A Madonna and Child, better known as the Stoclet Madonna (present whereabouts unknown), has been assigned to the last years of the thirteenth century. Because of its size (27 x 21 cm) and the new approach to space, it fits into the art of Duccio well at this particular moment.
The Perugia Madonna, now in the local National Gallery, was kept perhaps ab antiquo up until 1863 in the monastery of San Domenico in Perugia, hung above the sacresty door or in the "Winter Choir". It was ascribed to Duccio in 1911 and subsequent restoration revealed it to be the central panel of a dismantled polyptych. The formal stylistic elements of the traditional half-length portrait of the Madonna and Child develop into the portrayal of a solid mother and son relationship, showing a greater naturalness of gesture. Remarkable spontaneity is shown in the movement of the Child who is sitting on his mother's curved arm (a position shared by the Stoclet Madonna), clutching the soft folds of her veil. This detail in dress is of importance since it takes the place of the red Byzantine maphˇrion, evidently considered old-fashioned by the painter. The Virgin's gesture, showing the Child's hand and pointing to his feet, is also significant: it seems to allude to the future Passion of Christ. The original splendour of the painting is marred by its poor state of preservation, but although of high pictorial value it had no influence on local artistic production.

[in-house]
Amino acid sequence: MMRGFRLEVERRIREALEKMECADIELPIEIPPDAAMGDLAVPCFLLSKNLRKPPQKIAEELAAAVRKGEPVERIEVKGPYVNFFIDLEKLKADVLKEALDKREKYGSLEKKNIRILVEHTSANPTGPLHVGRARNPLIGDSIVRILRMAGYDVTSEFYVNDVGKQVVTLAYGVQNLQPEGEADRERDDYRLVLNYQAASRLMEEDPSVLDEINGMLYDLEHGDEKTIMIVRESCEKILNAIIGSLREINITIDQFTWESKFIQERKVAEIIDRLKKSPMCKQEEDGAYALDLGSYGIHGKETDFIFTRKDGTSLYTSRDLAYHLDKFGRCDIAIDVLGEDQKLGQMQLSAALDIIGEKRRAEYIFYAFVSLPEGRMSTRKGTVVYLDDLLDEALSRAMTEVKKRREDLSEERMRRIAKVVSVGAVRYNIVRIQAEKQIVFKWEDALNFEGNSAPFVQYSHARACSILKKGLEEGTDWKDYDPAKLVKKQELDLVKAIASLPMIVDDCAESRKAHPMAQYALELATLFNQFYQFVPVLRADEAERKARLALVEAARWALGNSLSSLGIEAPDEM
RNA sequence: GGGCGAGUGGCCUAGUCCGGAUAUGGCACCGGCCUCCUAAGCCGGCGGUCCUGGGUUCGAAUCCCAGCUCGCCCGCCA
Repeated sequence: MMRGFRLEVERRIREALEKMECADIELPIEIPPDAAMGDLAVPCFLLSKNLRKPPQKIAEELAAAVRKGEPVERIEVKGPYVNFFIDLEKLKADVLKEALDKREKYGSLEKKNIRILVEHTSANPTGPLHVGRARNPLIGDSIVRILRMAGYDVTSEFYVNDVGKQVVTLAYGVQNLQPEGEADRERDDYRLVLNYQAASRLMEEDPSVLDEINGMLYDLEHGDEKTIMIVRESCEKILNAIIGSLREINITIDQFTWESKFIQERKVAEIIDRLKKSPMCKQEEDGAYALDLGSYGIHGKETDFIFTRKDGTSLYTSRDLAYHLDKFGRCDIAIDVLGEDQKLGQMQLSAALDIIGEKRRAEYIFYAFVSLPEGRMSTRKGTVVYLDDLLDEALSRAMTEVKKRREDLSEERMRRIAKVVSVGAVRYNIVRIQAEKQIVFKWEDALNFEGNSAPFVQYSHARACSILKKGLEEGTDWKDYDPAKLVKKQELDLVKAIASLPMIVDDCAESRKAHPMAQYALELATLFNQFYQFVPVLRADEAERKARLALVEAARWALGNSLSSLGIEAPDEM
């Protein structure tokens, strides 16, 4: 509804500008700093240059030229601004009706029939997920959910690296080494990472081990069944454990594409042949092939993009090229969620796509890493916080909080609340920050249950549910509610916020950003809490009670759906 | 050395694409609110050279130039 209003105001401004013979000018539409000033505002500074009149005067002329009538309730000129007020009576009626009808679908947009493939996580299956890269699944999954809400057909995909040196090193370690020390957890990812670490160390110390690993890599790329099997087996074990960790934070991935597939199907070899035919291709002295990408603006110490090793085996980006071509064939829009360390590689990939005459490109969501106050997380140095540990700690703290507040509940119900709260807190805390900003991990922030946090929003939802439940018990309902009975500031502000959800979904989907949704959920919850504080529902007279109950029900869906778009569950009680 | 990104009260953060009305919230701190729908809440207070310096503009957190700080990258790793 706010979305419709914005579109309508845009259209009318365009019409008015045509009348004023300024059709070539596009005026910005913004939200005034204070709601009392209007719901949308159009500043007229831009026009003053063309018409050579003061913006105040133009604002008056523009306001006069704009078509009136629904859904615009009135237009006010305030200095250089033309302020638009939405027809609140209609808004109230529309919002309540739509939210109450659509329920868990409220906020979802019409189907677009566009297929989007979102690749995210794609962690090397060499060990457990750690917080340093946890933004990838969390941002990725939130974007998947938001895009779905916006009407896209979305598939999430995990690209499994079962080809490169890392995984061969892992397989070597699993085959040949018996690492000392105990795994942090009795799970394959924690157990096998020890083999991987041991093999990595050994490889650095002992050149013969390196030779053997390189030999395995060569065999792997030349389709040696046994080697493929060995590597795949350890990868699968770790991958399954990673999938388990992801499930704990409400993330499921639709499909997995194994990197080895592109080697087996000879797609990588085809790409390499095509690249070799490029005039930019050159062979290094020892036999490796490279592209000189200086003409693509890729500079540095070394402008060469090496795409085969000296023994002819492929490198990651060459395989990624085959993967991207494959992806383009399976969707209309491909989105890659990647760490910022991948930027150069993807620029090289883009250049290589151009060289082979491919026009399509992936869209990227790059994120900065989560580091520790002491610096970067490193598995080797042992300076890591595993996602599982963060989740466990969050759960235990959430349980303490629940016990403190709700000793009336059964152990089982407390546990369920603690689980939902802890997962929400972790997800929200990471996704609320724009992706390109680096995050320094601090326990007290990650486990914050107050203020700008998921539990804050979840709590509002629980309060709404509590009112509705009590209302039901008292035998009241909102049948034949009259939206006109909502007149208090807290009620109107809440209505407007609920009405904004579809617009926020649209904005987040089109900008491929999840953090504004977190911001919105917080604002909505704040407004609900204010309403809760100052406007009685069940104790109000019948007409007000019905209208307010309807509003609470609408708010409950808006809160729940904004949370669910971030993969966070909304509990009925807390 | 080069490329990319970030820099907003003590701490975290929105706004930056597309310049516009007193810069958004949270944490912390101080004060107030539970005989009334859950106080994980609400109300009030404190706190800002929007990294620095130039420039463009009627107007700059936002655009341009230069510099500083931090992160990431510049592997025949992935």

Definite Duccio authorship is ascribed to the Madonna of the Polyptych no. 28 in the Pinacoteca of Siena. The whole work is assigned to the production of the workshop (perhaps partly because of its very bad condition) since it reveals a considerable amount of help, valuable but extensive, in the side panels and the pinnacles.
The London Triptych (in the National Gallery, London) is a portable altarpiece of medium size (61.5 x 78 cm), consisting of three panels. On the sides, to the left and right respectively, are saints Dominic and Agnes: the latter was for a long time thought to be the very rare St Aurea until her true identity was given her back on the basis of the symbol of the double cross. On the central panel is the Virgin and Child with four angels. The upper section shows seven prophets, identified by the Bible verses contained in their scrolls; from the left they are: Daniel, Moses, Isaiah, David (in a perfect central position and distinguished by his name and crown), Abraham, Jacob and Jeremiah. Opinions vary as to the dating of the triptych, but it is generally agreed to be by Duccio. The overall arrangement of the central piece belongs to the same stylistic phase as the Stoclet Madonna, where the figure of the Child (painted very small according to oriental custom) and the slight twist of Mary's body to allow for the wide gesture of her outspread arm, are similar. On the other hand, the obvious taste for decorativeness and the rhythmic linearity of contour, displaying a wholly Gothic tendency, suggest a much later date, some years after the MaestÓ. Owing to its perfect state of preservation it is still possible to appreciate the glowing tints of the drapery, with its inevitable gilded edges, and the delicate transparency of St Agnes's veil and the Child's little garment.